A DAC resolution, N, is 2N × LSB (least significant bit) which determines the maximum analog output. Therefore, a DAC with N=16 bits is capable of reconstructing a signal using 65,536 steps. However, the effective number of bits (ENOB) in a DAC is a function of the signal-to-noise ratio (SNR), but in turn SNR is a function of the clock jitter. That is,

Where Δt is the RMS jitter in seconds, ƒ is the signal frequency, ƒ0 is the bandwidth of noise measurement in Hertz, and ƒs is the sampling frequency. Now, ENOB is given by

The above equation assumes that the DAC has no distortion and the SNR equation is the theoretical limit. Hence, jitter on the sampling clock directly impacts the SNR and ENOB on the DAC. The plot below (Figure 4) was plotted using the condition that: The signal frequency ƒ = 5 KHz, the sampling frequency ƒs = 100 KHz, the noise bandwidth ƒ0 = 20 KHz as a function of jitter being swept from 1 nS to 10 nS RMS.

Solving for SNR in the preceeding equation we have,

Hence, a 14-bit system would require a theoretical SNR of 86.04 dB.

The above discussion now leads us to define/describe what makes a good clock source for high-performance DAC applications. Many digital audio equipment manufacturers use clock sources at 22.5792 MHz and/or 24.576 MHz inside the equipment. They also use double these two frequencies, that is, 45.1584 MHz and 49.152 MHz. And in this application, phase noise is critical. Jitter in a clock will directly distort the signal, enough that the listener will actually hear the difference in audio output.

Figure 3: Reconstructed with jitter-free and jittered clocks

To achieve the required and expected audio fidelity standards, DAC manufacturers need to source a high-performance oscillator that is built around a well-designed, very high-quality crystal to keep phase noise low. Any old oscillator with just another crystal blank won’t fit the bill. Traditionally, this has translated into very expensive oscillator products.

Figure 4: SNR and Jitter

But, this being the consumer electronics market, manufacturers are under pressure to compete on price with each other, even manufacturers of the “high-end” audiophile equipment. Every component inside their equipment is scrutinized for optimum performance but at low cost. Through this, DAC manufacturers still need an oscillator that will give them the performance they need.

Figure 5: Phase Noise Plot for Crystek CCHD-957 Oscillator

Crystal oscillator manufacturers have met the challenge of designing and producing clock oscillators with phase noise and jitter performance as good as those from a part costing hundreds of dollars, while achieving $30 single-piece pricing. Crystek’s model CCHD-957 family, for example, was specifically designed for the digital audio market. The phase noise for the 24.576 MHz variant is shown below (Figure 5). It is a superb performance being generated from a tiny 9 x 14 mm package.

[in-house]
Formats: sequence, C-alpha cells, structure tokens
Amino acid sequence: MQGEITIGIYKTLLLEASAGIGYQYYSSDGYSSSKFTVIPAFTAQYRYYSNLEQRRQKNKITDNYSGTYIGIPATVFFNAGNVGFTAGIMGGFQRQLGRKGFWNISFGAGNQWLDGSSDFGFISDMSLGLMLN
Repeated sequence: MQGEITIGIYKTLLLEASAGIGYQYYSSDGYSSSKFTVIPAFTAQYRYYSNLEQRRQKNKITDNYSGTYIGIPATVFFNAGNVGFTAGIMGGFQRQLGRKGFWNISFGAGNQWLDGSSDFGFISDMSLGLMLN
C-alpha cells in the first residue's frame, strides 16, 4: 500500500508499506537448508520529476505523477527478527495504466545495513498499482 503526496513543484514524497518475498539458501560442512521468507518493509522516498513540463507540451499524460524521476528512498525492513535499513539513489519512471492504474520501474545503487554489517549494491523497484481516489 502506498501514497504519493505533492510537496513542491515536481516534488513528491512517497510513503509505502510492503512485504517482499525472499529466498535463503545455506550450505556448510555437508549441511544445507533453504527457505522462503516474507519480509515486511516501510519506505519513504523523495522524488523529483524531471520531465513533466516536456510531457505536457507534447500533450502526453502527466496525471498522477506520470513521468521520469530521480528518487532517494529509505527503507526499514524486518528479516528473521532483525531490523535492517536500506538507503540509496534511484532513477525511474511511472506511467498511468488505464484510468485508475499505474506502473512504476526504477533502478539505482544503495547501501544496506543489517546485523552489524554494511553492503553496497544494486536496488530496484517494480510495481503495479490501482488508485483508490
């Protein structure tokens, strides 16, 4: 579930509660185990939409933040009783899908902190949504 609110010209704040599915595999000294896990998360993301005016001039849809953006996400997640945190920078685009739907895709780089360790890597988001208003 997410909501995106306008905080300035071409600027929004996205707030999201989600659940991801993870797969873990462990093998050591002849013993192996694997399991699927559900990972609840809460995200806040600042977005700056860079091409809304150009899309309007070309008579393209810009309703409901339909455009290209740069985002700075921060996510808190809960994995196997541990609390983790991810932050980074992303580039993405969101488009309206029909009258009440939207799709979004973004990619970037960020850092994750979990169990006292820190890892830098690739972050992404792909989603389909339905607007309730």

Walter Kester, “Converting Oscillator Phase Noise to Time Jitter”, Analog Devices MT-008 tutorial.
Robert Watson, Richard Kulavik, “Digital Audio”, Presentation slides, Burr-Brown.
Maxim Integrated, “Digital-to-Analog Converters Are a “Bit” Analog”, Tutorial 1055.
Decapton Wang, “Effects of Clock Noise on High-Speed DAC Performance”, Application Report SLAA566, December 2012.

Crystek Corporation
Email this article to a friend!


You Can
Search by Number:

  All ads, articles, and products in printed issues of MPD have a number. Just look for the red arrow in the ad or at the end of the article or product description.


Uncertain Times for DefenseWill OpenRFM Shake Up the Microwave Industry?
By Barry Manz

Throughout the history of the RF and microwave industry there has never been a form factor standardizing the electromechanical, software, control plane, and thermal interfaces used by integrated microwave assemblies (IMAs) employed in defense systems. Rather, every system has been built to meet the requirements of a specific system, which may be but probably isn’t compatible with any other system. It’s simply the way the industry has always responded to requests from subcontractors that in turn must meet the physical, electrical, and RF requirements of prime contractors. Read More...

Home | About Us | Archives | Editorial Submissions | Media Kit (PDF) | Events | Subscribe/Renew | Contact Us
Copyright © 2014 Octagon Communication Inc. DBA MPDigest /, All Rights Reserved.
Privacy Policy | Site Map